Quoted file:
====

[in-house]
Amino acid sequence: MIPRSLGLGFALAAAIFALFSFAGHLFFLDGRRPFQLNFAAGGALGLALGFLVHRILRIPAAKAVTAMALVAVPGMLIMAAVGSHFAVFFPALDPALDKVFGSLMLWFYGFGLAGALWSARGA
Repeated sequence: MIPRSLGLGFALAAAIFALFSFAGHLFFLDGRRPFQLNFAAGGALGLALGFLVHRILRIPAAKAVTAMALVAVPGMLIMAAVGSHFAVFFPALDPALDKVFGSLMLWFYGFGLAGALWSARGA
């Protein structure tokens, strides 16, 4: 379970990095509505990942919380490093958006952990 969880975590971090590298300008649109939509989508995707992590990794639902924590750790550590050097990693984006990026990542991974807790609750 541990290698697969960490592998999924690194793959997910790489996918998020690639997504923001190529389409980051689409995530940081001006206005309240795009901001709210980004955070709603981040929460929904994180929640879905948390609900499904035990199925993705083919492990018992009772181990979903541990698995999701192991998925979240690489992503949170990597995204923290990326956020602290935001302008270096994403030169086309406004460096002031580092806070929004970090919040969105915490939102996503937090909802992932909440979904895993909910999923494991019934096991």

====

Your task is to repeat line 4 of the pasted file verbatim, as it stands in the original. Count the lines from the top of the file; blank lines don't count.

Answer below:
């Protein structure tokens, strides 16, 4: 379970990095509505990942919380490093958006952990 969880975590971090590298300008649109939509989508995707992590990794639902924590750790550590050097990693984006990026990542991974807790609750 541990290698697969960490592998999924690194793959997910790489996918998020690639997504923001190529389409980051689409995530940081001006206005309240795009901001709210980004955070709603981040929460929904994180929640879905948390609900499904035990199925993705083919492990018992009772181990979903541990698995999701192991998925979240690489992503949170990597995204923290990326956020602290935001302008270096994403030169086309406004460096002031580092806070929004970090919040969105915490939102996503937090909802992932909440979904895993909910999923494991019934096991």